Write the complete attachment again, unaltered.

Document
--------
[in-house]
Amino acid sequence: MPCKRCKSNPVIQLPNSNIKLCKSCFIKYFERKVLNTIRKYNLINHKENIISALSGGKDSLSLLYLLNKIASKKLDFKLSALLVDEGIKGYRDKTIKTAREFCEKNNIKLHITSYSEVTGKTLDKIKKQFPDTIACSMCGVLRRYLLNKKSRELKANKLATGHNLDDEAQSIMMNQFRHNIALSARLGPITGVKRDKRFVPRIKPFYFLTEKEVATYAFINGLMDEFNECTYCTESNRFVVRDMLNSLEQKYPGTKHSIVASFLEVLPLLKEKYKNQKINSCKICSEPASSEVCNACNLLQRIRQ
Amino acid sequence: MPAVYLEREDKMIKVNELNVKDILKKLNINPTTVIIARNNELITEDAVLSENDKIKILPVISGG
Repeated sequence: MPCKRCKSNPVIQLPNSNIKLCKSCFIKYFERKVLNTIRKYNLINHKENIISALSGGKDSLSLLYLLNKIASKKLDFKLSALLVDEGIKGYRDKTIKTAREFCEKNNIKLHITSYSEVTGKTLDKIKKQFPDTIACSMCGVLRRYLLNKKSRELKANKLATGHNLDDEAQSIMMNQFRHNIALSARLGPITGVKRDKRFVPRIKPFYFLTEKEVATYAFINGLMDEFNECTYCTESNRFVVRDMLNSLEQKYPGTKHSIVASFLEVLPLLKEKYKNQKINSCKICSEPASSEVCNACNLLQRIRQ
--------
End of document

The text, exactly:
[in-house]
Amino acid sequence: MPCKRCKSNPVIQLPNSNIKLCKSCFIKYFERKVLNTIRKYNLINHKENIISALSGGKDSLSLLYLLNKIASKKLDFKLSALLVDEGIKGYRDKTIKTAREFCEKNNIKLHITSYSEVTGKTLDKIKKQFPDTIACSMCGVLRRYLLNKKSRELKANKLATGHNLDDEAQSIMMNQFRHNIALSARLGPITGVKRDKRFVPRIKPFYFLTEKEVATYAFINGLMDEFNECTYCTESNRFVVRDMLNSLEQKYPGTKHSIVASFLEVLPLLKEKYKNQKINSCKICSEPASSEVCNACNLLQRIRQ
Amino acid sequence: MPAVYLEREDKMIKVNELNVKDILKKLNINPTTVIIARNNELITEDAVLSENDKIKILPVISGG
Repeated sequence: MPCKRCKSNPVIQLPNSNIKLCKSCFIKYFERKVLNTIRKYNLINHKENIISALSGGKDSLSLLYLLNKIASKKLDFKLSALLVDEGIKGYRDKTIKTAREFCEKNNIKLHITSYSEVTGKTLDKIKKQFPDTIACSMCGVLRRYLLNKKSRELKANKLATGHNLDDEAQSIMMNQFRHNIALSARLGPITGVKRDKRFVPRIKPFYFLTEKEVATYAFINGLMDEFNECTYCTESNRFVVRDMLNSLEQKYPGTKHSIVASFLEVLPLLKEKYKNQKINSCKICSEPASSEVCNACNLLQRIRQ